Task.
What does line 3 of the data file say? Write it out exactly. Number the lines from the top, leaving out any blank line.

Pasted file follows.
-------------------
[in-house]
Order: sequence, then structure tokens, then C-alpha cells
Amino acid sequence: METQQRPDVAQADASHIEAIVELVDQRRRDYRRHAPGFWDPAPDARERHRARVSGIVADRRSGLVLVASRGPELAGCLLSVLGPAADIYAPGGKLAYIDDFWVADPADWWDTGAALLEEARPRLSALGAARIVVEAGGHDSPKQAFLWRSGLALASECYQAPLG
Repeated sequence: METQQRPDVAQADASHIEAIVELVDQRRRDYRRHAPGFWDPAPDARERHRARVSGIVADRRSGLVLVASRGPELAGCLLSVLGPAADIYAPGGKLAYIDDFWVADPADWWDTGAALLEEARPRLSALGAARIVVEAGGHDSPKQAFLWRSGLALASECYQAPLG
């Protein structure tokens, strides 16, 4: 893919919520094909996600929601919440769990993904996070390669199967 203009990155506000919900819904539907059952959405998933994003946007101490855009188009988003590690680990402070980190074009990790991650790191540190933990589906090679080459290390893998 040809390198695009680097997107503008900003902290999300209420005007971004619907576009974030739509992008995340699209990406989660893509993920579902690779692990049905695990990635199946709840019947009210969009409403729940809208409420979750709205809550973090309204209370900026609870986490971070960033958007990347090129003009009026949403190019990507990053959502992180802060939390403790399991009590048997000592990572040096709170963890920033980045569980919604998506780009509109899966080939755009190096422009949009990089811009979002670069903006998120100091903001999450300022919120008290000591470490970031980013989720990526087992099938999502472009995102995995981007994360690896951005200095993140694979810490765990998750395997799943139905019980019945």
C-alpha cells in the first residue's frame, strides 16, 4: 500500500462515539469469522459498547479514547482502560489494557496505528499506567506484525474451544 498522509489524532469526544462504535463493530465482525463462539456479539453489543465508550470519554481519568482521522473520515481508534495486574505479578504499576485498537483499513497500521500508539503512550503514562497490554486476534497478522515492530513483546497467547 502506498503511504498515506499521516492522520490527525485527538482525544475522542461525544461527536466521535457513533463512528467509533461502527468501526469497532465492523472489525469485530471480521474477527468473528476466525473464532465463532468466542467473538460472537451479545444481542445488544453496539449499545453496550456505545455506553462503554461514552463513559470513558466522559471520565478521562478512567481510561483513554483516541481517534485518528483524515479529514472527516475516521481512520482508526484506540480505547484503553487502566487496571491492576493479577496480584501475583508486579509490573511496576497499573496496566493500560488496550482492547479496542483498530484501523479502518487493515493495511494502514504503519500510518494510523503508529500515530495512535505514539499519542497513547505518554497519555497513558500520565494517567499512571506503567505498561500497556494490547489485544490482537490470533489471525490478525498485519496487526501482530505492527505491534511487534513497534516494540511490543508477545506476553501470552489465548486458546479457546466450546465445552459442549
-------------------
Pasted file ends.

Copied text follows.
Amino acid sequence: METQQRPDVAQADASHIEAIVELVDQRRRDYRRHAPGFWDPAPDARERHRARVSGIVADRRSGLVLVASRGPELAGCLLSVLGPAADIYAPGGKLAYIDDFWVADPADWWDTGAALLEEARPRLSALGAARIVVEAGGHDSPKQAFLWRSGLALASECYQAPLG